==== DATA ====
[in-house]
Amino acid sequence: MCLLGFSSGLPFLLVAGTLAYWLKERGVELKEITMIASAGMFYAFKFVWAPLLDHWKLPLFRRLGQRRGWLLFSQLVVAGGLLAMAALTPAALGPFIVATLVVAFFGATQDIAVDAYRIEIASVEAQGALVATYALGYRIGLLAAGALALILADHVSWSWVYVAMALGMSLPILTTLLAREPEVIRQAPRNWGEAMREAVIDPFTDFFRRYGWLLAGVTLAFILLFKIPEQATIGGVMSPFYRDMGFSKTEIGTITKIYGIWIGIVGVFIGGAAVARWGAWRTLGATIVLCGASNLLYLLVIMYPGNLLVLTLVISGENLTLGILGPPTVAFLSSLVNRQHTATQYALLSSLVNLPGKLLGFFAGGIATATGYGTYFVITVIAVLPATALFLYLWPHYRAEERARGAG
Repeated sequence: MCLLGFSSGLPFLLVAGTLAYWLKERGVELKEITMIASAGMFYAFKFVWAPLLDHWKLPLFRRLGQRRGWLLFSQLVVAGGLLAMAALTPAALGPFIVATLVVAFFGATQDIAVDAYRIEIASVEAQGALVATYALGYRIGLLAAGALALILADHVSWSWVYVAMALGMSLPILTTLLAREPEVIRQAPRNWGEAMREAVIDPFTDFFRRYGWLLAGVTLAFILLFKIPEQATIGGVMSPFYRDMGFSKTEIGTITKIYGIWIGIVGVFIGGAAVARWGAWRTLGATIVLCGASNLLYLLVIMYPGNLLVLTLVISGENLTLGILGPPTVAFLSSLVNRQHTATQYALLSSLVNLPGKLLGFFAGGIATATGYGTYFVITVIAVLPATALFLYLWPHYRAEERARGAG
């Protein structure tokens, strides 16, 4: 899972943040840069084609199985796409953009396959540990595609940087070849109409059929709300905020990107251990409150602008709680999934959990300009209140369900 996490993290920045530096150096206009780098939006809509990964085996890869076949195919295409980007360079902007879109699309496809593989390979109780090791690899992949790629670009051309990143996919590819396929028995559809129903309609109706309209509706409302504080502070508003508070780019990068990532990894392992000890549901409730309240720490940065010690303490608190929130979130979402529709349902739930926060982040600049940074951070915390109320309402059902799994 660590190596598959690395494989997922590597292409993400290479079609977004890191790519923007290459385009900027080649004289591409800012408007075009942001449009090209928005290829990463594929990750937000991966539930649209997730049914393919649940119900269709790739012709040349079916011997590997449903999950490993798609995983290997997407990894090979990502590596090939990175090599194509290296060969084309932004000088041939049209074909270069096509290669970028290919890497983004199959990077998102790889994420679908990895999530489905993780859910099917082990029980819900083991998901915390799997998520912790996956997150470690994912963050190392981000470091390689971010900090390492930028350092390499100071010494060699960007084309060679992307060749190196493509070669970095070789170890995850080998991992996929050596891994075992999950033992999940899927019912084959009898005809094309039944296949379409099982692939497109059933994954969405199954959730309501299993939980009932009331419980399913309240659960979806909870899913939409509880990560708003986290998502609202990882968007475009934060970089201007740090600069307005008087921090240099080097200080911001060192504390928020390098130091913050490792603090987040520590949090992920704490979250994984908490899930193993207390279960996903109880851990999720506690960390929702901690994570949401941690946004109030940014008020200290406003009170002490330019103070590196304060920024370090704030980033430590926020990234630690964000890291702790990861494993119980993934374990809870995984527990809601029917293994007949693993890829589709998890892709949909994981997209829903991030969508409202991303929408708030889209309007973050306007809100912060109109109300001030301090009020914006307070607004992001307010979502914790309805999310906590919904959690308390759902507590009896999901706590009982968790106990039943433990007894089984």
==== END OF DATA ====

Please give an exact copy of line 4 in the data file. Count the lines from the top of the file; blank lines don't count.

């Protein structure tokens, strides 16, 4: 899972943040840069084609199985796409953009396959540990595609940087070849109409059929709300905020990107251990409150602008709680999934959990300009209140369900 996490993290920045530096150096206009780098939006809509990964085996890869076949195919295409980007360079902007879109699309496809593989390979109780090791690899992949790629670009051309990143996919590819396929028995559809129903309609109706309209509706409302504080502070508003508070780019990068990532990894392992000890549901409730309240720490940065010690303490608190929130979130979402529709349902739930926060982040600049940074951070915390109320309402059902799994 660590190596598959690395494989997922590597292409993400290479079609977004890191790519923007290459385009900027080649004289591409800012408007075009942001449009090209928005290829990463594929990750937000991966539930649209997730049914393919649940119900269709790739012709040349079916011997590997449903999950490993798609995983290997997407990894090979990502590596090939990175090599194509290296060969084309932004000088041939049209074909270069096509290669970028290919890497983004199959990077998102790889994420679908990895999530489905993780859910099917082990029980819900083991998901915390799997998520912790996956997150470690994912963050190392981000470091390689971010900090390492930028350092390499100071010494060699960007084309060679992307060749190196493509070669970095070789170890995850080998991992996929050596891994075992999950033992999940899927019912084959009898005809094309039944296949379409099982692939497109059933994954969405199954959730309501299993939980009932009331419980399913309240659960979806909870899913939409509880990560708003986290998502609202990882968007475009934060970089201007740090600069307005008087921090240099080097200080911001060192504390928020390098130091913050490792603090987040520590949090992920704490979250994984908490899930193993207390279960996903109880851990999720506690960390929702901690994570949401941690946004109030940014008020200290406003009170002490330019103070590196304060920024370090704030980033430590926020990234630690964000890291702790990861494993119980993934374990809870995984527990809601029917293994007949693993890829589709998890892709949909994981997209829903991030969508409202991303929408708030889209309007973050306007809100912060109109109300001030301090009020914006307070607004992001307010979502914790309805999310906590919904959690308390759902507590009896999901706590009982968790106990039943433990007894089984």